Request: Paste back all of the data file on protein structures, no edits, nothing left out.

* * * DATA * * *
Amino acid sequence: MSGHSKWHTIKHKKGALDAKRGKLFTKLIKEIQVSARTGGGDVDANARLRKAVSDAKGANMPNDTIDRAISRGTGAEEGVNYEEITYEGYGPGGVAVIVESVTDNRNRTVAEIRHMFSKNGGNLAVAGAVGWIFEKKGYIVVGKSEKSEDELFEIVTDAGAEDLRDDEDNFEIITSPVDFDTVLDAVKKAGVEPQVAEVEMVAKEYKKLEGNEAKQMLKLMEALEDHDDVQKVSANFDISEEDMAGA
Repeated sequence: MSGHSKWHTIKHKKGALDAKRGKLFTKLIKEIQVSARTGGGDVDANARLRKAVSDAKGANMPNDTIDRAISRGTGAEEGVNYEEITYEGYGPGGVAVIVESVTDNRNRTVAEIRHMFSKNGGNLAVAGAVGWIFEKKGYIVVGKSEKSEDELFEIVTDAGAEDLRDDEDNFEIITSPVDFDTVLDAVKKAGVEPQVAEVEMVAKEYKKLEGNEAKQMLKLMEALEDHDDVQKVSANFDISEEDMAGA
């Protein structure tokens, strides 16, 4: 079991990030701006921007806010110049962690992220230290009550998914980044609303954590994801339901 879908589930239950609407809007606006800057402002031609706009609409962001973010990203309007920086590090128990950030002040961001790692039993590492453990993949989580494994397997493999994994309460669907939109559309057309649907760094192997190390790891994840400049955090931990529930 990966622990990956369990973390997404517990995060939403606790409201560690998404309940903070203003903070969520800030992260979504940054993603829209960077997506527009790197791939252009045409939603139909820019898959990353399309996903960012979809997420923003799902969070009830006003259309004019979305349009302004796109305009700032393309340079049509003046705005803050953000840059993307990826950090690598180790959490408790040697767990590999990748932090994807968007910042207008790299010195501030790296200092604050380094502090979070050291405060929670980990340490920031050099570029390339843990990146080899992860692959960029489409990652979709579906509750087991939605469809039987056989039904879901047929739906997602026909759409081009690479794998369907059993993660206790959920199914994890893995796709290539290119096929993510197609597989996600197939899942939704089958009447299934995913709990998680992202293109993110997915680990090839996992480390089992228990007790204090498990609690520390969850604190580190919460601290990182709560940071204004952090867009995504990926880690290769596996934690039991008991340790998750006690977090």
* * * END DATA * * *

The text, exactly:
Amino acid sequence: MSGHSKWHTIKHKKGALDAKRGKLFTKLIKEIQVSARTGGGDVDANARLRKAVSDAKGANMPNDTIDRAISRGTGAEEGVNYEEITYEGYGPGGVAVIVESVTDNRNRTVAEIRHMFSKNGGNLAVAGAVGWIFEKKGYIVVGKSEKSEDELFEIVTDAGAEDLRDDEDNFEIITSPVDFDTVLDAVKKAGVEPQVAEVEMVAKEYKKLEGNEAKQMLKLMEALEDHDDVQKVSANFDISEEDMAGA
Repeated sequence: MSGHSKWHTIKHKKGALDAKRGKLFTKLIKEIQVSARTGGGDVDANARLRKAVSDAKGANMPNDTIDRAISRGTGAEEGVNYEEITYEGYGPGGVAVIVESVTDNRNRTVAEIRHMFSKNGGNLAVAGAVGWIFEKKGYIVVGKSEKSEDELFEIVTDAGAEDLRDDEDNFEIITSPVDFDTVLDAVKKAGVEPQVAEVEMVAKEYKKLEGNEAKQMLKLMEALEDHDDVQKVSANFDISEEDMAGA
């Protein structure tokens, strides 16, 4: 079991990030701006921007806010110049962690992220230290009550998914980044609303954590994801339901 879908589930239950609407809007606006800057402002031609706009609409962001973010990203309007920086590090128990950030002040961001790692039993590492453990993949989580494994397997493999994994309460669907939109559309057309649907760094192997190390790891994840400049955090931990529930 990966622990990956369990973390997404517990995060939403606790409201560690998404309940903070203003903070969520800030992260979504940054993603829209960077997506527009790197791939252009045409939603139909820019898959990353399309996903960012979809997420923003799902969070009830006003259309004019979305349009302004796109305009700032393309340079049509003046705005803050953000840059993307990826950090690598180790959490408790040697767990590999990748932090994807968007910042207008790299010195501030790296200092604050380094502090979070050291405060929670980990340490920031050099570029390339843990990146080899992860692959960029489409990652979709579906509750087991939605469809039987056989039904879901047929739906997602026909759409081009690479794998369907059993993660206790959920199914994890893995796709290539290119096929993510197609597989996600197939899942939704089958009447299934995913709990998680992202293109993110997915680990090839996992480390089992228990007790204090498990609690520390969850604190580190919460601290990182709560940071204004952090867009995504990926880690290769596996934690039991008991340790998750006690977090």